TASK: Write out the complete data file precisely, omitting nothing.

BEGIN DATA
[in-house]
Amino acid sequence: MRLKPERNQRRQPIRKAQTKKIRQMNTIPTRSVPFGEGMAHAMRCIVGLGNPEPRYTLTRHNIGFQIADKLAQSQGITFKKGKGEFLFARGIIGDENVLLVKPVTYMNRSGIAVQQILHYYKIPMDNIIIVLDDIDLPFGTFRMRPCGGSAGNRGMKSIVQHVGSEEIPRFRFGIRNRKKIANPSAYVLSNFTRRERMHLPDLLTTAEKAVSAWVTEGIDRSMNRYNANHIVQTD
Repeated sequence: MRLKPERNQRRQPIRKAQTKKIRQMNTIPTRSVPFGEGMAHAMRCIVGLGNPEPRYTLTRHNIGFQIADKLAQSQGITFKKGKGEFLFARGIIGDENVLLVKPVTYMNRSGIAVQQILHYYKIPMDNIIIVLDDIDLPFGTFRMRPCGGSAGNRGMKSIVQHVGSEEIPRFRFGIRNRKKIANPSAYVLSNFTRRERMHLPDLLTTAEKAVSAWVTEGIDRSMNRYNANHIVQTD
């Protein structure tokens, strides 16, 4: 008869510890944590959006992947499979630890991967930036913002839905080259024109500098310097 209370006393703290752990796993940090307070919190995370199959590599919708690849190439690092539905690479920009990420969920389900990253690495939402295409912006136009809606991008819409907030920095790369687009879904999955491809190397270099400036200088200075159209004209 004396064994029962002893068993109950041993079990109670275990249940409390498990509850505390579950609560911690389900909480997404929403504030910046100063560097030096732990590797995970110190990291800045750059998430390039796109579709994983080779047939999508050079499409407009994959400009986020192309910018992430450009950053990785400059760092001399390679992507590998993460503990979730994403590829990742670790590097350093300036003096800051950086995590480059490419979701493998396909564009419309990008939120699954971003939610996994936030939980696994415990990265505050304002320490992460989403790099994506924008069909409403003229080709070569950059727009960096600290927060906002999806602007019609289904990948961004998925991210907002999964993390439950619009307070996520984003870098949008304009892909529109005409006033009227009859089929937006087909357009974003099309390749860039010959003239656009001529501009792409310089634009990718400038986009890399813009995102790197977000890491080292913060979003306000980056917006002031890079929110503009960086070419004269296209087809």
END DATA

[in-house]
Amino acid sequence: MRLKPERNQRRQPIRKAQTKKIRQMNTIPTRSVPFGEGMAHAMRCIVGLGNPEPRYTLTRHNIGFQIADKLAQSQGITFKKGKGEFLFARGIIGDENVLLVKPVTYMNRSGIAVQQILHYYKIPMDNIIIVLDDIDLPFGTFRMRPCGGSAGNRGMKSIVQHVGSEEIPRFRFGIRNRKKIANPSAYVLSNFTRRERMHLPDLLTTAEKAVSAWVTEGIDRSMNRYNANHIVQTD
Repeated sequence: MRLKPERNQRRQPIRKAQTKKIRQMNTIPTRSVPFGEGMAHAMRCIVGLGNPEPRYTLTRHNIGFQIADKLAQSQGITFKKGKGEFLFARGIIGDENVLLVKPVTYMNRSGIAVQQILHYYKIPMDNIIIVLDDIDLPFGTFRMRPCGGSAGNRGMKSIVQHVGSEEIPRFRFGIRNRKKIANPSAYVLSNFTRRERMHLPDLLTTAEKAVSAWVTEGIDRSMNRYNANHIVQTD
């Protein structure tokens, strides 16, 4: 008869510890944590959006992947499979630890991967930036913002839905080259024109500098310097 209370006393703290752990796993940090307070919190995370199959590599919708690849190439690092539905690479920009990420969920389900990253690495939402295409912006136009809606991008819409907030920095790369687009879904999955491809190397270099400036200088200075159209004209 004396064994029962002893068993109950041993079990109670275990249940409390498990509850505390579950609560911690389900909480997404929403504030910046100063560097030096732990590797995970110190990291800045750059998430390039796109579709994983080779047939999508050079499409407009994959400009986020192309910018992430450009950053990785400059760092001399390679992507590998993460503990979730994403590829990742670790590097350093300036003096800051950086995590480059490419979701493998396909564009419309990008939120699954971003939610996994936030939980696994415990990265505050304002320490992460989403790099994506924008069909409403003229080709070569950059727009960096600290927060906002999806602007019609289904990948961004998925991210907002999964993390439950619009307070996520984003870098949008304009892909529109005409006033009227009859089929937006087909357009974003099309390749860039010959003239656009001529501009792409310089634009990718400038986009890399813009995102790197977000890491080292913060979003306000980056917006002031890079929110503009960086070419004269296209087809």